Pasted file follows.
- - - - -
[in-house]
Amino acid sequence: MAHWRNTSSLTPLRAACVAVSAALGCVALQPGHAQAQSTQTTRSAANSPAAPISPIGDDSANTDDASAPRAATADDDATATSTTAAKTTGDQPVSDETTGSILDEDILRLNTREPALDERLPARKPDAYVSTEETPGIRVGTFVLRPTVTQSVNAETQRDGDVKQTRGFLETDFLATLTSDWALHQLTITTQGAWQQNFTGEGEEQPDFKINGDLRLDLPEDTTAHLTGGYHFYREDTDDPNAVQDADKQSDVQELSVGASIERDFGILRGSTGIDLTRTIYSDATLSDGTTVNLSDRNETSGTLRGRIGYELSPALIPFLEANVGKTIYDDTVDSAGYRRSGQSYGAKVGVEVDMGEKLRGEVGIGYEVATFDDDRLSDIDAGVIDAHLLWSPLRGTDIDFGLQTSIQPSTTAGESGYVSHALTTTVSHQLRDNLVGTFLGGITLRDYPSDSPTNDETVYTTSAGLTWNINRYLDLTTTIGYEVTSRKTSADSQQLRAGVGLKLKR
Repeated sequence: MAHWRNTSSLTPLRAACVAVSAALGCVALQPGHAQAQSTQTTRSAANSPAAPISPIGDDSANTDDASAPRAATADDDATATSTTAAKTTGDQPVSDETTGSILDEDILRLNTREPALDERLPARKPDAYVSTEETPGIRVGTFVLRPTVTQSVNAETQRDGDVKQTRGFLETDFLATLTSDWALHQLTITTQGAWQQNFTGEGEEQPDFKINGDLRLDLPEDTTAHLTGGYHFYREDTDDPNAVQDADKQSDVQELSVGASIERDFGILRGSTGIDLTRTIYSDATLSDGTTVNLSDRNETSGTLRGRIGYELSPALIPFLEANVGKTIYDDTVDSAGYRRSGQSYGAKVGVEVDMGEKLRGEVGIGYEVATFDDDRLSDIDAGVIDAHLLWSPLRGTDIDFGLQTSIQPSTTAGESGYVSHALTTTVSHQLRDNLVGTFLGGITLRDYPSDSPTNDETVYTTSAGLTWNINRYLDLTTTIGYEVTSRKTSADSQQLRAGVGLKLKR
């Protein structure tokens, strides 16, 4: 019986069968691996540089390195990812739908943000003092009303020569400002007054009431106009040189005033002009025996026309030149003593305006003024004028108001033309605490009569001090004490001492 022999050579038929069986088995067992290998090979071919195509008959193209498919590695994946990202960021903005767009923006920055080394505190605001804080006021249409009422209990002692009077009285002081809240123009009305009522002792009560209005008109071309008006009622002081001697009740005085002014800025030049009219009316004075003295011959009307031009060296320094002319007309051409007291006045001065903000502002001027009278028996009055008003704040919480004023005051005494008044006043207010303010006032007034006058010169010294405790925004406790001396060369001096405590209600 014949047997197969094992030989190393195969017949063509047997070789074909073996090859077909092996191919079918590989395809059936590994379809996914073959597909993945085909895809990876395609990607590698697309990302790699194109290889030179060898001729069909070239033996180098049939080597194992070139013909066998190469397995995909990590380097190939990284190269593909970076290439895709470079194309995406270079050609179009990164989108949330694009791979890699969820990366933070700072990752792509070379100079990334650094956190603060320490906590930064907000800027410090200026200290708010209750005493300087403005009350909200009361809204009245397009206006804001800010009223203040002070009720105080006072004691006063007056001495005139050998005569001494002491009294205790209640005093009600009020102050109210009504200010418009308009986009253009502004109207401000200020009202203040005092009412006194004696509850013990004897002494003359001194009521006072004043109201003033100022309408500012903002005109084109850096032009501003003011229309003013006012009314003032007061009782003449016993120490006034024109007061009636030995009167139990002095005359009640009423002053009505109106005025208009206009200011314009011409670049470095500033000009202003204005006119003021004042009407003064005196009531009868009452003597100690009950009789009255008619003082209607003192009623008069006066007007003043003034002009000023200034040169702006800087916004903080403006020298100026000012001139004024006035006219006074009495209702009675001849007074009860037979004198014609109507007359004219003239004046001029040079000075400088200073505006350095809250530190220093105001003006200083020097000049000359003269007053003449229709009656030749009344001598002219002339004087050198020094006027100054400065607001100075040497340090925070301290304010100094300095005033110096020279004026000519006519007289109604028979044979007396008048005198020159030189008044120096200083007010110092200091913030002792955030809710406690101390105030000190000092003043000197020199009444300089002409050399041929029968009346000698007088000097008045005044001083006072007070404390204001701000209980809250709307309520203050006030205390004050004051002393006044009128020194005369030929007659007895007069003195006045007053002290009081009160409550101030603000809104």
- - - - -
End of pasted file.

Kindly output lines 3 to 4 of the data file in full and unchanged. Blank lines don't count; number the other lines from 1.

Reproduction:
Repeated sequence: MAHWRNTSSLTPLRAACVAVSAALGCVALQPGHAQAQSTQTTRSAANSPAAPISPIGDDSANTDDASAPRAATADDDATATSTTAAKTTGDQPVSDETTGSILDEDILRLNTREPALDERLPARKPDAYVSTEETPGIRVGTFVLRPTVTQSVNAETQRDGDVKQTRGFLETDFLATLTSDWALHQLTITTQGAWQQNFTGEGEEQPDFKINGDLRLDLPEDTTAHLTGGYHFYREDTDDPNAVQDADKQSDVQELSVGASIERDFGILRGSTGIDLTRTIYSDATLSDGTTVNLSDRNETSGTLRGRIGYELSPALIPFLEANVGKTIYDDTVDSAGYRRSGQSYGAKVGVEVDMGEKLRGEVGIGYEVATFDDDRLSDIDAGVIDAHLLWSPLRGTDIDFGLQTSIQPSTTAGESGYVSHALTTTVSHQLRDNLVGTFLGGITLRDYPSDSPTNDETVYTTSAGLTWNINRYLDLTTTIGYEVTSRKTSADSQQLRAGVGLKLKR
């Protein structure tokens, strides 16, 4: 019986069968691996540089390195990812739908943000003092009303020569400002007054009431106009040189005033002009025996026309030149003593305006003024004028108001033309605490009569001090004490001492 022999050579038929069986088995067992290998090979071919195509008959193209498919590695994946990202960021903005767009923006920055080394505190605001804080006021249409009422209990002692009077009285002081809240123009009305009522002792009560209005008109071309008006009622002081001697009740005085002014800025030049009219009316004075003295011959009307031009060296320094002319007309051409007291006045001065903000502002001027009278028996009055008003704040919480004023005051005494008044006043207010303010006032007034006058010169010294405790925004406790001396060369001096405590209600 014949047997197969094992030989190393195969017949063509047997070789074909073996090859077909092996191919079918590989395809059936590994379809996914073959597909993945085909895809990876395609990607590698697309990302790699194109290889030179060898001729069909070239033996180098049939080597194992070139013909066998190469397995995909990590380097190939990284190269593909970076290439895709470079194309995406270079050609179009990164989108949330694009791979890699969820990366933070700072990752792509070379100079990334650094956190603060320490906590930064907000800027410090200026200290708010209750005493300087403005009350909200009361809204009245397009206006804001800010009223203040002070009720105080006072004691006063007056001495005139050998005569001494002491009294205790209640005093009600009020102050109210009504200010418009308009986009253009502004109207401000200020009202203040005092009412006194004696509850013990004897002494003359001194009521006072004043109201003033100022309408500012903002005109084109850096032009501003003011229309003013006012009314003032007061009782003449016993120490006034024109007061009636030995009167139990002095005359009640009423002053009505109106005025208009206009200011314009011409670049470095500033000009202003204005006119003021004042009407003064005196009531009868009452003597100690009950009789009255008619003082209607003192009623008069006066007007003043003034002009000023200034040169702006800087916004903080403006020298100026000012001139004024006035006219006074009495209702009675001849007074009860037979004198014609109507007359004219003239004046001029040079000075400088200073505006350095809250530190220093105001003006200083020097000049000359003269007053003449229709009656030749009344001598002219002339004087050198020094006027100054400065607001100075040497340090925070301290304010100094300095005033110096020279004026000519006519007289109604028979044979007396008048005198020159030189008044120096200083007010110092200091913030002792955030809710406690101390105030000190000092003043000197020199009444300089002409050399041929029968009346000698007088000097008045005044001083006072007070404390204001701000209980809250709307309520203050006030205390004050004051002393006044009128020194005369030929007659007895007069003195006045007053002290009081009160409550101030603000809104």